The American Farm Bureau is defending its request to Secretary Tom Vilsack to plant CRP acres to replace lost grain production in war-torn Ukraine, amid concerns by some it will harm the program.
CRP acres are in the Conservation Reserve Program because they’re environmentally sensitive. Farmers are paid not to farm them for ten-years.
But American Farm Bureau’s Andrew Walmsley and others argue the war in Ukraine demands extra U.S. production, but only on prime farmland, some four million CRP acres. “We need to produce more. And so, what we simply have asked is for them to look, particularly at those prime acres that aren’t environmentally sensitive, that aren’t highly erodible, that could be farmed at some point. We recognize, near term, that might not be possible, with challenges, but, longer term, are those acres more ripe for a program like EQIP or CSP, that are working-lands conservation.” Versus a land retirement program like CRP.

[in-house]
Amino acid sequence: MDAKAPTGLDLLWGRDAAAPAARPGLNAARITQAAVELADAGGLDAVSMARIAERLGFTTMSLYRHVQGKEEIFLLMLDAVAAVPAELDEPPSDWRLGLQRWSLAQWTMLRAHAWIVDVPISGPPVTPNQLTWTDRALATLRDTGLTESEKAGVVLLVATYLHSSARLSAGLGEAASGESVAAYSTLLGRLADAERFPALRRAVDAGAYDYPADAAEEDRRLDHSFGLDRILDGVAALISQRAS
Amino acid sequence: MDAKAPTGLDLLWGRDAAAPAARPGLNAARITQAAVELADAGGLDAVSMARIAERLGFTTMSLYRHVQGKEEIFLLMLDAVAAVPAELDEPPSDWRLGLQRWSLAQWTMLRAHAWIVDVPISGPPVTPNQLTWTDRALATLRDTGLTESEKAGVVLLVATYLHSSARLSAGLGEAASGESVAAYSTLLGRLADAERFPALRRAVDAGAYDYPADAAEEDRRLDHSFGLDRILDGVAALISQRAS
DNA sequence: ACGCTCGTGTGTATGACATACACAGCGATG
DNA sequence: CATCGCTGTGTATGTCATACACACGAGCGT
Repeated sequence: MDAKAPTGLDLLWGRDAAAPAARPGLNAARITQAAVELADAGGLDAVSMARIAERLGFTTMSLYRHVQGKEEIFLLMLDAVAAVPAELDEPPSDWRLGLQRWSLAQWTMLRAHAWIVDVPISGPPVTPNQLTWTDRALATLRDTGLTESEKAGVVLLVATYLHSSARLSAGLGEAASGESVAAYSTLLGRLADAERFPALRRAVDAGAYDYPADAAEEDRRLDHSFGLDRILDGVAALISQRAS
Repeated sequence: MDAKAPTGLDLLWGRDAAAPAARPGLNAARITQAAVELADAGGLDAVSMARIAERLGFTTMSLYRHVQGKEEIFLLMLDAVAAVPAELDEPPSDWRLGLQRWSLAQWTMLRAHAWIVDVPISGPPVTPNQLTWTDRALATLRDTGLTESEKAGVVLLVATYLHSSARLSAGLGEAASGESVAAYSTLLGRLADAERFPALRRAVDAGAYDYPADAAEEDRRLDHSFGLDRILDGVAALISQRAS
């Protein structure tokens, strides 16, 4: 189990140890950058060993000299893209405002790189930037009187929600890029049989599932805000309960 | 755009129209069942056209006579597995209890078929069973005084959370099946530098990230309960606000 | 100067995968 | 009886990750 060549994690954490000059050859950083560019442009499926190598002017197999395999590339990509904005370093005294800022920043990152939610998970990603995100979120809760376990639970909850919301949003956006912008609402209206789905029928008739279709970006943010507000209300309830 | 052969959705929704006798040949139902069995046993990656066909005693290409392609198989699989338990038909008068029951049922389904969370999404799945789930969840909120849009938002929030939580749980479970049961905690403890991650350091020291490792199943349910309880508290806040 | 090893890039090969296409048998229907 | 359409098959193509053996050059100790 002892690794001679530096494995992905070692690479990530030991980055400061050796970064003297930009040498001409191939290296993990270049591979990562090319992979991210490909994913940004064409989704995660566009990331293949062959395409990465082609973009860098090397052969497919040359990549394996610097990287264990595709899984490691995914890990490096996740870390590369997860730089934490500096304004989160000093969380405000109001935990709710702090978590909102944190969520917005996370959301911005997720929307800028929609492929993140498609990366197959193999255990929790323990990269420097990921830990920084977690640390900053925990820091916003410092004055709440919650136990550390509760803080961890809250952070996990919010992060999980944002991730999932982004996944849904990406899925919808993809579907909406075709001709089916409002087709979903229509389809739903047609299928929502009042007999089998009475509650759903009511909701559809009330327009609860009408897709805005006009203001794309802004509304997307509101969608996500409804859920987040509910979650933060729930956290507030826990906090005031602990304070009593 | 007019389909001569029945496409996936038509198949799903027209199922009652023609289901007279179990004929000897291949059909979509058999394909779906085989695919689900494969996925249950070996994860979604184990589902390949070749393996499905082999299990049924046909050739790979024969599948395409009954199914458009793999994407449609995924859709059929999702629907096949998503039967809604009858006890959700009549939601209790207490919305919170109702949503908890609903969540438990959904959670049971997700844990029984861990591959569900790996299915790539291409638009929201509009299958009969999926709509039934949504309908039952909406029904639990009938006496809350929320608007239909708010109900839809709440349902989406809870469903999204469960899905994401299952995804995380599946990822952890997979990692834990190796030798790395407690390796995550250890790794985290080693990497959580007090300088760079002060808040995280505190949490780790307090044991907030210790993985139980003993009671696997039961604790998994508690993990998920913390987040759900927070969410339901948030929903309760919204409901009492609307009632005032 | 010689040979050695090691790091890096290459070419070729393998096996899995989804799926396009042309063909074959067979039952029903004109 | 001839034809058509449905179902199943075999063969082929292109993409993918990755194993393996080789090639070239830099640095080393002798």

Walmsley was asked about Secretary Vilsack’s take that a decision now is premature. “We’re not trying to pigeon-hole the department; we’re just requesting that they begin with a plan of attack, and looking at flexibilities. Time is of the essence, if we were to do anything in this season, we think that would be very limited, but once again, this is only on prime farmland that’s kind of tied up in CRP. We don’t want to lose the environmental benefits that we see from conservation practices.”
University of Illinois agricultural economist Scott Irwin told Reuters, “This is an emergency, wartime situation,” and “it’s very clear…the world needs acres of corn and wheat this spring.”
Ukraine’s Ag Minister says the war threatens some 17 million acres or half Ukraine’s spring planting region, with access to farms, fuel, fertilizer and ports all in question.